Genomic imprinting variations in the mouse type 3 deiodinase gene between tissues and brain regions.

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Publication Date



Molecular Medicine, MMCRI

Journal Title

Molecular endocrinology (Baltimore, Md.)

MeSH Headings

Alleles, Animals, Brain, Cell Line, Female, Genomic Imprinting, Iodide Peroxidase, Methylation, Mice, Mice, Inbred C57BL, Phenotype, Promoter Regions, Genetic, RNA, Messenger, Thyroid Hormones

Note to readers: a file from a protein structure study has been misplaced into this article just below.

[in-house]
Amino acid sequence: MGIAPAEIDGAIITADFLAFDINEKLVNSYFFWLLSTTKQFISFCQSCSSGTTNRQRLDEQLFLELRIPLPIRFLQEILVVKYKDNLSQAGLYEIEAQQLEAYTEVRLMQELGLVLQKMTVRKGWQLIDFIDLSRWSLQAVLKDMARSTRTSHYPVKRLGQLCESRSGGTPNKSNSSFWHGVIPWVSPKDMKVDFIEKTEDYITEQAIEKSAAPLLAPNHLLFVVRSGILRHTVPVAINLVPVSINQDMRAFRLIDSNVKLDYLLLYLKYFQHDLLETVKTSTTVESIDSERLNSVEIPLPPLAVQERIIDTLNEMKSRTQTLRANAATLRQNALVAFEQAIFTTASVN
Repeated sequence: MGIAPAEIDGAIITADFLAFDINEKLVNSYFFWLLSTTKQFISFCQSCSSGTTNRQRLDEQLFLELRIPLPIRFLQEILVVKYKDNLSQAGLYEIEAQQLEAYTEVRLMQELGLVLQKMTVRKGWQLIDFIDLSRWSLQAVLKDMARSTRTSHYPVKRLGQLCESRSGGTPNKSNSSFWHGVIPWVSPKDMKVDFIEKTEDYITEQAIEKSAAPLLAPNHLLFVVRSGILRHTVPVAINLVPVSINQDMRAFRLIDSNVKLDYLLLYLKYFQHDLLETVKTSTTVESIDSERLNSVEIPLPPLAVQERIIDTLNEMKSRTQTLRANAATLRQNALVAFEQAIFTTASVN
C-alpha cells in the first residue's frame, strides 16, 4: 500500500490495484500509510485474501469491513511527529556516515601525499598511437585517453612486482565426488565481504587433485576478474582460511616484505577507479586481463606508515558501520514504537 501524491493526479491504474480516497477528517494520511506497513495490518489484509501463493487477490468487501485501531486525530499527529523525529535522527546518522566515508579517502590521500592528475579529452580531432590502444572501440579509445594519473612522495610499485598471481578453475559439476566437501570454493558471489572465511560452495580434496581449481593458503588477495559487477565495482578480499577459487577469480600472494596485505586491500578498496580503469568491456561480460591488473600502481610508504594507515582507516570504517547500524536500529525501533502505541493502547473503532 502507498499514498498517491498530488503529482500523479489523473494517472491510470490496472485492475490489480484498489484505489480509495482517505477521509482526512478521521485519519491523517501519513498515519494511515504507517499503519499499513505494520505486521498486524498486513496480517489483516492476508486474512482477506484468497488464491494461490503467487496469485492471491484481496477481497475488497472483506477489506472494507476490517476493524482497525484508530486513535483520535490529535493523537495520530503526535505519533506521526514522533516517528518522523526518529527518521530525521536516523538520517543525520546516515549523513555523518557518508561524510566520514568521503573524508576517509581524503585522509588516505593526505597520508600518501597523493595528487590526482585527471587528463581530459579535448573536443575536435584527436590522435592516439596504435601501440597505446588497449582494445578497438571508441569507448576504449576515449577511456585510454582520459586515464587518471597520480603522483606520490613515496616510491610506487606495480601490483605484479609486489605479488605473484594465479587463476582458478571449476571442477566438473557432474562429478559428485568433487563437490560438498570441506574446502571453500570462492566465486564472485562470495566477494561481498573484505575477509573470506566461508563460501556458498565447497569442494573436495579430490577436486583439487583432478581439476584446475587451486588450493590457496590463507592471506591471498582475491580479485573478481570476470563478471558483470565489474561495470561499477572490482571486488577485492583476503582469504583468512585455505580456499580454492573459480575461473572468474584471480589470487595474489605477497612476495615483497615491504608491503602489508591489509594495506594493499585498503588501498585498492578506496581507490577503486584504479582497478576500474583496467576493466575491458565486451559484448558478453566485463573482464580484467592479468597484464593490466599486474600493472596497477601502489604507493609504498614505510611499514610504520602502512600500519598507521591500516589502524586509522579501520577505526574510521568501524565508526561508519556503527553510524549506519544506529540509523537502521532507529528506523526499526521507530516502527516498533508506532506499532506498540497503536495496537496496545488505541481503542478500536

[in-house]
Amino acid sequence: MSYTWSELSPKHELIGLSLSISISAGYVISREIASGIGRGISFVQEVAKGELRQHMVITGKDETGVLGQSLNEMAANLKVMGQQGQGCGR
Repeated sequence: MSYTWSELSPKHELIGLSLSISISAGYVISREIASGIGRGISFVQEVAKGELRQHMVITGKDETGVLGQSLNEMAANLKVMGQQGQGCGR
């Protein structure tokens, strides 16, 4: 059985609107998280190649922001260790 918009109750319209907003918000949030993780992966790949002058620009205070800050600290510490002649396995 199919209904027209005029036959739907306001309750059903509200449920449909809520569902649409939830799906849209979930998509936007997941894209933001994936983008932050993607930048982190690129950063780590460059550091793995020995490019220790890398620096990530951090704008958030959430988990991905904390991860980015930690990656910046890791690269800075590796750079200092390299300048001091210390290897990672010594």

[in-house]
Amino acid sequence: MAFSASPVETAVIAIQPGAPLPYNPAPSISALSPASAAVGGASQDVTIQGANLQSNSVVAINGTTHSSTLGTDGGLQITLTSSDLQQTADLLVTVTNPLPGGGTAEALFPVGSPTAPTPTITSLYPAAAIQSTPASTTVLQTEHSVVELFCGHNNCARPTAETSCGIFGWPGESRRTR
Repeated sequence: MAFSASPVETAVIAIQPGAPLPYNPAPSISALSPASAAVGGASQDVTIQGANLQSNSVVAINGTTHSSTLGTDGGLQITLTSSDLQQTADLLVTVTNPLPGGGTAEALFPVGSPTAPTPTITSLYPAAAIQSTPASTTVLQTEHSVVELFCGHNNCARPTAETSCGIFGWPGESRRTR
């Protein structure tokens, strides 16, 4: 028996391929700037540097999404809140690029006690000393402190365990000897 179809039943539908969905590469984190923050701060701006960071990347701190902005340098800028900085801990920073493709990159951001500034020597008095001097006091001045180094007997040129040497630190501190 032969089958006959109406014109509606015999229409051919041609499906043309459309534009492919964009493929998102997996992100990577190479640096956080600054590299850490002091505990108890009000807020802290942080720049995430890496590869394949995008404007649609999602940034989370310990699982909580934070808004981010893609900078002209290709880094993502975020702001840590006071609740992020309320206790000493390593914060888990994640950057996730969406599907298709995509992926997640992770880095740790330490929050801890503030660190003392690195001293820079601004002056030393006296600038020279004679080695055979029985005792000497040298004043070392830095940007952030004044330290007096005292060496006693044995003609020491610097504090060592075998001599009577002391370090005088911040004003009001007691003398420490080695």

The Dio3 gene, which encodes for the type 3 deiodinase (D3), controls thyroid hormone (TH) availability. The lack of D3 in mice results in tissue overexposure to TH and a broad neuroendocrine phenotype. Dio3 is an imprinted gene, preferentially expressed from the paternally inherited allele in the mouse fetus. However, heterozygous mice with paternal inheritance of the inactivating Dio3 mutation exhibit an attenuated phenotype when compared with that of Dio3 null mice. To investigate this milder phenotype, the allelic expression of Dio3 was evaluated in different mouse tissues. Preferential allelic expression of Dio3 from the paternal allele was observed in fetal tissues and neonatal brain regions, whereas the biallelic Dio3 expression occurred in the developing eye, testes, and cerebellum and in the postnatal brain neocortex, which expresses a larger Dio3 mRNA transcript. The newborn hypothalamus manifests the highest degree of Dio3 expression from the paternal allele, compared with other brain regions, and preferential allelic expression of Dio3 in the brain relaxed in late neonatal life. A methylation analysis of two regulatory regions of the Dio3 imprinted domain revealed modest but significant differences between tissues, but these did not consistently correlate with the observed patterns of Dio3 allelic expression. Deletion of the Dio3 gene and promoter did not result in significant changes in the tissue-specific patterns of Dio3 allelic expression. These results suggest the existence of unidentified epigenetic determinants of tissue-specific Dio3 imprinting. The resulting variation in the Dio3 allelic expression between tissues likely explains the phenotypic variation that results from paternal Dio3 haploinsufficiency.



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